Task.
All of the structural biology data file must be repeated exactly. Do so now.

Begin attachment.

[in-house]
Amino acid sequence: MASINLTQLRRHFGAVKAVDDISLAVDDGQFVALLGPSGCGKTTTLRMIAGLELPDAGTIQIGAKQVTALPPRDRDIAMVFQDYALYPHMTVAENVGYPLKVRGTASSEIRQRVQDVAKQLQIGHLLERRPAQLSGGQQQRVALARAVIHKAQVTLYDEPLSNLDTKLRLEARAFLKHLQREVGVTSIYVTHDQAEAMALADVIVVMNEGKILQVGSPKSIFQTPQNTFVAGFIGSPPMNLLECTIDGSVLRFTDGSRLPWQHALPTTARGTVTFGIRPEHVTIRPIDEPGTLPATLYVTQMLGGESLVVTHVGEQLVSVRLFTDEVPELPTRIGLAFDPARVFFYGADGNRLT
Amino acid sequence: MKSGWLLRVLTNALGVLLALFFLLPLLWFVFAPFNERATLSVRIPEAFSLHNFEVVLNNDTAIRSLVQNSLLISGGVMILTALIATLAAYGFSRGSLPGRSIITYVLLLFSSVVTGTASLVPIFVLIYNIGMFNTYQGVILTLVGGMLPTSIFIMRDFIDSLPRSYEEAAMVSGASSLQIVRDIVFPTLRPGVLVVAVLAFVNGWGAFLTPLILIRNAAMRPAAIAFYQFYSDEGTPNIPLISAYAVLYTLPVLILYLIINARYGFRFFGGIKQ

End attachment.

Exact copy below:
[in-house]
Amino acid sequence: MASINLTQLRRHFGAVKAVDDISLAVDDGQFVALLGPSGCGKTTTLRMIAGLELPDAGTIQIGAKQVTALPPRDRDIAMVFQDYALYPHMTVAENVGYPLKVRGTASSEIRQRVQDVAKQLQIGHLLERRPAQLSGGQQQRVALARAVIHKAQVTLYDEPLSNLDTKLRLEARAFLKHLQREVGVTSIYVTHDQAEAMALADVIVVMNEGKILQVGSPKSIFQTPQNTFVAGFIGSPPMNLLECTIDGSVLRFTDGSRLPWQHALPTTARGTVTFGIRPEHVTIRPIDEPGTLPATLYVTQMLGGESLVVTHVGEQLVSVRLFTDEVPELPTRIGLAFDPARVFFYGADGNRLT
Amino acid sequence: MKSGWLLRVLTNALGVLLALFFLLPLLWFVFAPFNERATLSVRIPEAFSLHNFEVVLNNDTAIRSLVQNSLLISGGVMILTALIATLAAYGFSRGSLPGRSIITYVLLLFSSVVTGTASLVPIFVLIYNIGMFNTYQGVILTLVGGMLPTSIFIMRDFIDSLPRSYEEAAMVSGASSLQIVRDIVFPTLRPGVLVVAVLAFVNGWGAFLTPLILIRNAAMRPAAIAFYQFYSDEGTPNIPLISAYAVLYTLPVLILYLIINARYGFRFFGGIKQ